The kids have put up a sterling performance in all this. They’ve been almost unmitigatedly cheerful and easy-going. Despite being left alone this afternoon at this new place (and Tara being a little upset by it) they were all ready to go back to the first place at the end of the afternoon, just so they could play with some of the toys over there!

I still feel a little selfish for wanting to go back to work… but I think that eventually the girls will begin to love day care (as they already love school) and that it will do them no harm in the long run. Or at least that’s what I want to believe right now. I just hope we’re doing the right thing and choosing the right daycare. It is so hard to trust our little girls to somebody else’s care.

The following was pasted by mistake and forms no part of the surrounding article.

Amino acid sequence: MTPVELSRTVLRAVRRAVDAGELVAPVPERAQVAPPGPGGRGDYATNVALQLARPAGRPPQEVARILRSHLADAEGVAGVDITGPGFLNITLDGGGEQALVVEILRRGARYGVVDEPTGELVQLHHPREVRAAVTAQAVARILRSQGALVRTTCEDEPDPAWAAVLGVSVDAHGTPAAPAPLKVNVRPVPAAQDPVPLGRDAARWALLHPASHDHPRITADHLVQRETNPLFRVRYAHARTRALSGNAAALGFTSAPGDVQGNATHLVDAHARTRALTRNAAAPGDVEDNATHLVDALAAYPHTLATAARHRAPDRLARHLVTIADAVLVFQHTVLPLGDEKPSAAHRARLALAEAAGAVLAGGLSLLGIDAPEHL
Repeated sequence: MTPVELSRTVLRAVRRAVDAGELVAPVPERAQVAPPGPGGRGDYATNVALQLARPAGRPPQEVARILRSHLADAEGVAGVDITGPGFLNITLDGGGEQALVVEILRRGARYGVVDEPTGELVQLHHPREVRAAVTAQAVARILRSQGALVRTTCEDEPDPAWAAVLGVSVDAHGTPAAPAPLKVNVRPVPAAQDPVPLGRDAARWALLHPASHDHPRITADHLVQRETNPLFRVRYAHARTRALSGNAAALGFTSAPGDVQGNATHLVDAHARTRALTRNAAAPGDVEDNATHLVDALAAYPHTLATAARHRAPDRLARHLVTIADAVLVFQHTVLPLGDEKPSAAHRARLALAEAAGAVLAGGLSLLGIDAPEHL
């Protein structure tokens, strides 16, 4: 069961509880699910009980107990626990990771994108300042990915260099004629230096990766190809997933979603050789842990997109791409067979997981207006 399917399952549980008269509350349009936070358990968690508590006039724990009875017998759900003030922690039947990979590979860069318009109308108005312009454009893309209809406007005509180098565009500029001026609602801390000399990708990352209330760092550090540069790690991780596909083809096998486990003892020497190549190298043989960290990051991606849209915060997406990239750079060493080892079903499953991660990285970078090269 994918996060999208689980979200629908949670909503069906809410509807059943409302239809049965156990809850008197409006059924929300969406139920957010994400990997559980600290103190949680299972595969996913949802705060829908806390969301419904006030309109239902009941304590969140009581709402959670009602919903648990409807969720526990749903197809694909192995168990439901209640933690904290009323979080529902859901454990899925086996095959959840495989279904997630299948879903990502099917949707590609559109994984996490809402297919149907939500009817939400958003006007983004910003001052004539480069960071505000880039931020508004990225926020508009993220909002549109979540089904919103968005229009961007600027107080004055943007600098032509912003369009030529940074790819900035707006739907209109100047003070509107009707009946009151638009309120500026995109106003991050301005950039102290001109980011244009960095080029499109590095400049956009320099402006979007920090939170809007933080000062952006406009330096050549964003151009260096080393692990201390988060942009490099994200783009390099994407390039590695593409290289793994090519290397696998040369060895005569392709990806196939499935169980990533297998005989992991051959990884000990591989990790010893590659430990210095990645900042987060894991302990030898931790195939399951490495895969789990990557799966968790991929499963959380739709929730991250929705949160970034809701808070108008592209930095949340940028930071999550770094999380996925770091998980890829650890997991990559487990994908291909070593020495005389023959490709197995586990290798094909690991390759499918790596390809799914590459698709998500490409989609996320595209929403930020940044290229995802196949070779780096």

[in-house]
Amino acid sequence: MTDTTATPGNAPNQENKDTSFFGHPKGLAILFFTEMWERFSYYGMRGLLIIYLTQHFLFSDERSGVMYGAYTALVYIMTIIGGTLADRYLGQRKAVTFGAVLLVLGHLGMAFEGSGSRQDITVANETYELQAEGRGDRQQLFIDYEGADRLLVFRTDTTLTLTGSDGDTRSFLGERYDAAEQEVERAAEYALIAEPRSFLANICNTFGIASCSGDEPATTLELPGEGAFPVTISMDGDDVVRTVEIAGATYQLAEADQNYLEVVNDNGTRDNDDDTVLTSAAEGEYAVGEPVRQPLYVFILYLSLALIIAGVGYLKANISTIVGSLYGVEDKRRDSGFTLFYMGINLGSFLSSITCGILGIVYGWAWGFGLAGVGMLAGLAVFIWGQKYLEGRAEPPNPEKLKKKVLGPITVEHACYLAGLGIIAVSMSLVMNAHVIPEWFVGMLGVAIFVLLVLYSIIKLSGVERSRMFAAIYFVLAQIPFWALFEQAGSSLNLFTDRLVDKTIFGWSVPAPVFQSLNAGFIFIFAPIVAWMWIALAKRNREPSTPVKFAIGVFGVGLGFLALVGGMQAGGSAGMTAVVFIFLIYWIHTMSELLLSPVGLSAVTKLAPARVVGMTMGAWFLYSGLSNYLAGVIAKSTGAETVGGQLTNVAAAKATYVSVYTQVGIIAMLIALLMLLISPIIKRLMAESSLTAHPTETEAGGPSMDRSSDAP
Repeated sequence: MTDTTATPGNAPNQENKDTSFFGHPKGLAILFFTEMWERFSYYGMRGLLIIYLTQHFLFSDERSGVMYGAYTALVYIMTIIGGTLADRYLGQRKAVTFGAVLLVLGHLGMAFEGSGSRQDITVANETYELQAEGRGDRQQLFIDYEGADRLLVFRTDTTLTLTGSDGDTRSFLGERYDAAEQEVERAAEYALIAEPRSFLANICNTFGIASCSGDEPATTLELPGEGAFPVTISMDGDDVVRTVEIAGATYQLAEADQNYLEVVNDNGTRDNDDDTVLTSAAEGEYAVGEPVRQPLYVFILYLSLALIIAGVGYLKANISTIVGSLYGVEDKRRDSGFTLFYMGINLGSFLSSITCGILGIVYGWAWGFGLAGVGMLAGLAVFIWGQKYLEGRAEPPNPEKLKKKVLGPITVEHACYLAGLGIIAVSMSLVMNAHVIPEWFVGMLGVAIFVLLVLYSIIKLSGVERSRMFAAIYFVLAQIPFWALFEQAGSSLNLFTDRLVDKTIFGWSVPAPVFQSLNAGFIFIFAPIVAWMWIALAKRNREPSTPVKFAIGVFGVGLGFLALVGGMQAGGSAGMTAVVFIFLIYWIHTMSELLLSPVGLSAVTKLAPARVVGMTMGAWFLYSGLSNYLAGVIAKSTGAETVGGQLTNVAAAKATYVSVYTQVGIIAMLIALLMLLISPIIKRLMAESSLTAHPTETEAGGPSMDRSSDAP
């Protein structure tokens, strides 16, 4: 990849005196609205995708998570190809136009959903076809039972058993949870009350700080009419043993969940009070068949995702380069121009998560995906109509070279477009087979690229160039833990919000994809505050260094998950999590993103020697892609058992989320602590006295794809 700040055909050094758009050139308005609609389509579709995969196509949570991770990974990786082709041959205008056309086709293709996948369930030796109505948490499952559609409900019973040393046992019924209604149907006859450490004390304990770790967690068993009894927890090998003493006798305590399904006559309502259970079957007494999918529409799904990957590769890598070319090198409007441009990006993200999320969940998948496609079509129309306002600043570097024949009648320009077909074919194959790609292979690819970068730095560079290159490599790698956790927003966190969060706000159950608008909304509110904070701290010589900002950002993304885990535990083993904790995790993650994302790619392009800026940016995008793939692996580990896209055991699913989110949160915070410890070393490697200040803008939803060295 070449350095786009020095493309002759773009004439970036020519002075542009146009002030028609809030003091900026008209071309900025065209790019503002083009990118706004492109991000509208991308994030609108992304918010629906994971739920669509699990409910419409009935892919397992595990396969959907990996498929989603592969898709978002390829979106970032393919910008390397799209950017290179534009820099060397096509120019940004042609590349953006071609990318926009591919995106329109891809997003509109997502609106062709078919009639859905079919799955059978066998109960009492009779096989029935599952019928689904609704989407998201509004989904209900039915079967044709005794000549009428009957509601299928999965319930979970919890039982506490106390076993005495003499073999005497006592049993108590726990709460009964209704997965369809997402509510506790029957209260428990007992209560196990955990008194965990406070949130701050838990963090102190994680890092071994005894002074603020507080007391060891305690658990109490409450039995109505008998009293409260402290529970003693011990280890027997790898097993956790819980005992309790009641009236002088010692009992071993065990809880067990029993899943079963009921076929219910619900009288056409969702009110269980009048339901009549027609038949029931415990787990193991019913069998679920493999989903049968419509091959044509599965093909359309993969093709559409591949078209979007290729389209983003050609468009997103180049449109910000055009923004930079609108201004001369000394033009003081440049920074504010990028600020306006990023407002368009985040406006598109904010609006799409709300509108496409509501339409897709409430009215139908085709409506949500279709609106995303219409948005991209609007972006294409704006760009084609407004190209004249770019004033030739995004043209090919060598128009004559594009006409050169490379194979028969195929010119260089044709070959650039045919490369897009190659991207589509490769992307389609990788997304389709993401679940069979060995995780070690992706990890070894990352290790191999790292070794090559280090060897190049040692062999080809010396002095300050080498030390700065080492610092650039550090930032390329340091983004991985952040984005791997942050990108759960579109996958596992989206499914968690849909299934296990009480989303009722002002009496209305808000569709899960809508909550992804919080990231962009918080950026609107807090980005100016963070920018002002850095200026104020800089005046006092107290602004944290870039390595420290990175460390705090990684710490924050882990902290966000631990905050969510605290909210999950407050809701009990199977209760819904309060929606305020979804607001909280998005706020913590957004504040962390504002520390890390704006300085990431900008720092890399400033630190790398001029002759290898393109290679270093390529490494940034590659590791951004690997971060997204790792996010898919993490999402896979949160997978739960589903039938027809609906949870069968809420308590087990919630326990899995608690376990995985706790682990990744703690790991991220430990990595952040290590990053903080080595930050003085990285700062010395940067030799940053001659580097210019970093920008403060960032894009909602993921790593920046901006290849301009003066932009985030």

Advertisements

Leave a Reply

Fill in your details below or click an icon to log in:

WordPress.com Logo

You are commenting using your WordPress.com account. Log Out / Change )

Twitter picture

You are commenting using your Twitter account. Log Out / Change )

Facebook photo

You are commenting using your Facebook account. Log Out / Change )

Google+ photo

You are commenting using your Google+ account. Log Out / Change )

Connecting to %s